E: Honestly, I kind of came up with that analogy very recently. I needed a way to counter the argument when people say they aren’t good with numbers as a way to justify not keeping a budget or having their business finances in line. Plus, soooo many people start to nod off when talking about the boring bookkeeping/tax side vs. the exciting increasing revenue side. I figured it would be nice to be able to relate to it in a more common way.
A: Alright, getting back to the course itself, can’t this information be found online for free?
E: That’s a point I address directly on the course info page. The answer is yes, and at the same time no. A lot of information can be found online free of “monetary cost”. But, that doesn’t mean it’s free of other costs. You can spend hours upon hours searching for answers to all of your questions which takes time, and many people equate time with money. Then there’s opportunity cost–the tradeoff that’s made by spending your time searching for the answers rather than being able to use that time to make money. So in essence, it really isn’t “free” anymore.
A: Fair enough. You also mention something about having everything in one place, why should that matter?
E: It’s similar to the previous point about saving time. By having an all-encompassing source of data to reference, all people will have to do is log into the course to find the answers to their questions. They won’t need to repeat their searches each month, or even waste time doing a separate search for each question that arises. I reached out to a bunch of people to find out what they tend to have to look up online and covered as much of that as possible without getting too far away from the main topic and user-base I intended this to be for.
A: So if I was wanted to know whether or not I can deduct a course, or if I wanted to hire a contractor, those topics are covered?
E: Those and more! It’s broken down into easy-to-consume segments so people won’t get too overwhelmed. I break it down into 10 main categories (money-related, travel, everyday expenses etc.) and from there go into the specific expenses that are deductible a bit more without getting too anally micro-managed lol. And I use real-life examples like actual courses and people who offer services so students can make that direct connection and understand it more easily.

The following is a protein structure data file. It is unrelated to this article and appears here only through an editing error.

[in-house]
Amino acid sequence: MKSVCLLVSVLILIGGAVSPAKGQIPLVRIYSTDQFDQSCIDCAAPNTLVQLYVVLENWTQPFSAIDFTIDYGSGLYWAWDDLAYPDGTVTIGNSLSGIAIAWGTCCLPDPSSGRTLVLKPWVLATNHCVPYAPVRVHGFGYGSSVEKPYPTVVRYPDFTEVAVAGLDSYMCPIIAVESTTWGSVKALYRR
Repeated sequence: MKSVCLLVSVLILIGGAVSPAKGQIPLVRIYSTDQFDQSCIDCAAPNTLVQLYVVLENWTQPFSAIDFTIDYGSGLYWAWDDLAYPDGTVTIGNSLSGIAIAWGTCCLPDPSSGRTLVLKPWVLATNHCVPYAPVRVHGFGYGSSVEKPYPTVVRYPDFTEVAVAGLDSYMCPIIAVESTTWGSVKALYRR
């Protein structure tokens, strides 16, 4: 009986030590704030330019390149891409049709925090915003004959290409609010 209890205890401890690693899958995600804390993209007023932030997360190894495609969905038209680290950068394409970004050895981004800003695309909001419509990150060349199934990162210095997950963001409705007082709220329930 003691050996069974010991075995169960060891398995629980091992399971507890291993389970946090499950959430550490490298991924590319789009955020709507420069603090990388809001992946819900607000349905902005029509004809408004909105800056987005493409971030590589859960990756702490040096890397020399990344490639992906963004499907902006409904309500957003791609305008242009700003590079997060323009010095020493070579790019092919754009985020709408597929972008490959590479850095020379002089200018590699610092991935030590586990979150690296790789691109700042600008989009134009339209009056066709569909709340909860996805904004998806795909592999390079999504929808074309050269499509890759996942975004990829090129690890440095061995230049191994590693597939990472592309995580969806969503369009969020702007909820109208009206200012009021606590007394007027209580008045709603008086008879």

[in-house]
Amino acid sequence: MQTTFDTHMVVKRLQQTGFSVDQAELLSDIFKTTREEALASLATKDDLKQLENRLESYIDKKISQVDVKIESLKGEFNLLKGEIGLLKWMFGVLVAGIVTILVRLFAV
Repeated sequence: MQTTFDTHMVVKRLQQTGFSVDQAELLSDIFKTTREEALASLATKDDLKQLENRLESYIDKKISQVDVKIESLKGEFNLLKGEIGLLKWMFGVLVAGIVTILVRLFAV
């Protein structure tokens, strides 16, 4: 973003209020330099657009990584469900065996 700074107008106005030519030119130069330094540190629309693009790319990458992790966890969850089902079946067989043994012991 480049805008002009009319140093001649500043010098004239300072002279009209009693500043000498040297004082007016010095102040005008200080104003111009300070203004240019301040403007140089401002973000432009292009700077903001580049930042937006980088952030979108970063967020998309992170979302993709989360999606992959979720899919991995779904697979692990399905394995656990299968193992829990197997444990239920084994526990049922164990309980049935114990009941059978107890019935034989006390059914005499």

A: You also have worksheets in there as well. Explain those a little for everyone.
E: At the beginning of the Income section as well as the Deduction section there is a fill-in form where students list off all of the respective sources and then as they go through the modules, record what category of income or expense that goes into. The point is to have a blueprint ahead of time so tracking the money coming in and out is easier from the get-go.
A: There’s also a huge spreadsheet in there. What’s the benefit of using that?
E: That’s just something which came about during one tax season. People used to ask me how they should get me the information to put into their tax returns so I came up with a spreadsheet containing the most common income and expense categories I saw bloggers and freelancers requiring. When I was outlining the course, I realized it would be a great add-in for students so they didn’t have to waste time trying to develop their own. It gives students a tab for each month to record their transactions, and from there it automatically flows to other tabs: a month-by-month summary so they can analyze their income and spending side-by-side; a bar chart showing each month’s income and expenses for people who are more visual as well as a line chart representing the year-to-date profit/loss for a different economic view.
A: What if people aren’t familiar with using spreadsheets, how does that help them?
E: Well, I took them into consideration as well, and have a video showing how to use it. It shows how the numbers from the main inputs flow out to the other sections and how it all ties out so the students aren’t blindly using it and hopefully have a complete understanding of how this reflects their finances.
A: I noticed there aren’t any “freebies”, why is that?
E: Honestly, I could have passed off the spreadsheet and the infographic showing the different expense categories in a visual manner as “freebies”. Oh, yeah, there’s also an infographic as a quick reference of the expense categories I mentioned earlier. I just view those as something that should be part of the core–for this particular course–rather than a cheap way to make people think they’re getting something extra.
As you can see, bookkeeping for bloggers doesn’t need to be overly complicated. With a little guidance and organization, you can organize your finances and be ready for taxes. Click here to learn more about Eric’s course, Bookkeeping for Bloggers.